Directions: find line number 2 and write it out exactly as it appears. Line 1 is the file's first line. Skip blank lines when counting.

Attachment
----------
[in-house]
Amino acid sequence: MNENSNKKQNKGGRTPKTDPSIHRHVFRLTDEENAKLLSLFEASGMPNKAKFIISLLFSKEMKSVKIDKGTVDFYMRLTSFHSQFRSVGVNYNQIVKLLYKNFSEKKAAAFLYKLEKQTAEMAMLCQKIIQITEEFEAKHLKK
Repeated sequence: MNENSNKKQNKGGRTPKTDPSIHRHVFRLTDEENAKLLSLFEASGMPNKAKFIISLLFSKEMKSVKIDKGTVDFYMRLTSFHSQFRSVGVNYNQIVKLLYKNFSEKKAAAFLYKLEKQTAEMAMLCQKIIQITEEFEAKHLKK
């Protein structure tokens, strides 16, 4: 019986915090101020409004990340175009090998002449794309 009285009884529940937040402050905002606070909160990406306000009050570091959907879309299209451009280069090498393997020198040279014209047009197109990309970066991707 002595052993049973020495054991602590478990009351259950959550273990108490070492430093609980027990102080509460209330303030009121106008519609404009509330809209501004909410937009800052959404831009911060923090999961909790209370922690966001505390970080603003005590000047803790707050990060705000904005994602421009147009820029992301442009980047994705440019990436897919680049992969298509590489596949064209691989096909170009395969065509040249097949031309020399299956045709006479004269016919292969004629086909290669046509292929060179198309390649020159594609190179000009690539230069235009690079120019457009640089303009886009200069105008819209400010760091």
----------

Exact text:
Amino acid sequence: MNENSNKKQNKGGRTPKTDPSIHRHVFRLTDEENAKLLSLFEASGMPNKAKFIISLLFSKEMKSVKIDKGTVDFYMRLTSFHSQFRSVGVNYNQIVKLLYKNFSEKKAAAFLYKLEKQTAEMAMLCQKIIQITEEFEAKHLKK